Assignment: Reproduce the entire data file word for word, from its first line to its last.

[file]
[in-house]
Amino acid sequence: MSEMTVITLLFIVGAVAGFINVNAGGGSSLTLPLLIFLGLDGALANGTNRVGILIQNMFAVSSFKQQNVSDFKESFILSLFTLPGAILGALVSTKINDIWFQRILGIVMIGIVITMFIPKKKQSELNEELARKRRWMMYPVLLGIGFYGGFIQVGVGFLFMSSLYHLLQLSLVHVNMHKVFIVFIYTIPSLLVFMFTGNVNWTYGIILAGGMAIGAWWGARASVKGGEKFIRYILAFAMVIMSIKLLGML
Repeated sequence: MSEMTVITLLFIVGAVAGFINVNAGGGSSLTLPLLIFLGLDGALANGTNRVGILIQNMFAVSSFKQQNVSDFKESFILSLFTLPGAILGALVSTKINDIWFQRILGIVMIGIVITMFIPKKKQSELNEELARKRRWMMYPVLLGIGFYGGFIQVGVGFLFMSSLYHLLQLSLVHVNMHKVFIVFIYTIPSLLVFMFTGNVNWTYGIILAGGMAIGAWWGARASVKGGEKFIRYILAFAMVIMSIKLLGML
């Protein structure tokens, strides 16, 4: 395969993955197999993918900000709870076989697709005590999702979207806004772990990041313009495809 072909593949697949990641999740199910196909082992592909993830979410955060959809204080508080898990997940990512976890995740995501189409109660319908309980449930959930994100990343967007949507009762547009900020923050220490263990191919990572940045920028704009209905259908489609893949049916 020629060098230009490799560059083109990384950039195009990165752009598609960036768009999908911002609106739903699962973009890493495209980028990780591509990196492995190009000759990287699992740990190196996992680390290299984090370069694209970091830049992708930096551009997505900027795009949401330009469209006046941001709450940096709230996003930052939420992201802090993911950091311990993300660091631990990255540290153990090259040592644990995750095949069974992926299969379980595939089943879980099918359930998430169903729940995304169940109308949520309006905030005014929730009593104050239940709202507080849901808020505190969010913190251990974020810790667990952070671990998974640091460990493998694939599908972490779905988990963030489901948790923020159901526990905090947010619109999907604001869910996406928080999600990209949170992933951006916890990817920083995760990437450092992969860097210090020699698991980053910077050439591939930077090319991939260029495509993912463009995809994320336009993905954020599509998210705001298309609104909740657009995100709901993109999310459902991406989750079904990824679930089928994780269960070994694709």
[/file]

[in-house]
Amino acid sequence: MSEMTVITLLFIVGAVAGFINVNAGGGSSLTLPLLIFLGLDGALANGTNRVGILIQNMFAVSSFKQQNVSDFKESFILSLFTLPGAILGALVSTKINDIWFQRILGIVMIGIVITMFIPKKKQSELNEELARKRRWMMYPVLLGIGFYGGFIQVGVGFLFMSSLYHLLQLSLVHVNMHKVFIVFIYTIPSLLVFMFTGNVNWTYGIILAGGMAIGAWWGARASVKGGEKFIRYILAFAMVIMSIKLLGML
Repeated sequence: MSEMTVITLLFIVGAVAGFINVNAGGGSSLTLPLLIFLGLDGALANGTNRVGILIQNMFAVSSFKQQNVSDFKESFILSLFTLPGAILGALVSTKINDIWFQRILGIVMIGIVITMFIPKKKQSELNEELARKRRWMMYPVLLGIGFYGGFIQVGVGFLFMSSLYHLLQLSLVHVNMHKVFIVFIYTIPSLLVFMFTGNVNWTYGIILAGGMAIGAWWGARASVKGGEKFIRYILAFAMVIMSIKLLGML
């Protein structure tokens, strides 16, 4: 395969993955197999993918900000709870076989697709005590999702979207806004772990990041313009495809 072909593949697949990641999740199910196909082992592909993830979410955060959809204080508080898990997940990512976890995740995501189409109660319908309980449930959930994100990343967007949507009762547009900020923050220490263990191919990572940045920028704009209905259908489609893949049916 020629060098230009490799560059083109990384950039195009990165752009598609960036768009999908911002609106739903699962973009890493495209980028990780591509990196492995190009000759990287699992740990190196996992680390290299984090370069694209970091830049992708930096551009997505900027795009949401330009469209006046941001709450940096709230996003930052939420992201802090993911950091311990993300660091631990990255540290153990090259040592644990995750095949069974992926299969379980595939089943879980099918359930998430169903729940995304169940109308949520309006905030005014929730009593104050239940709202507080849901808020505190969010913190251990974020810790667990952070671990998974640091460990493998694939599908972490779905988990963030489901948790923020159901526990905090947010619109999907604001869910996406928080999600990209949170992933951006916890990817920083995760990437450092992969860097210090020699698991980053910077050439591939930077090319991939260029495509993912463009995809994320336009993905954020599509998210705001298309609104909740657009995100709901993109999310459902991406989750079904990824679930089928994780269960070994694709």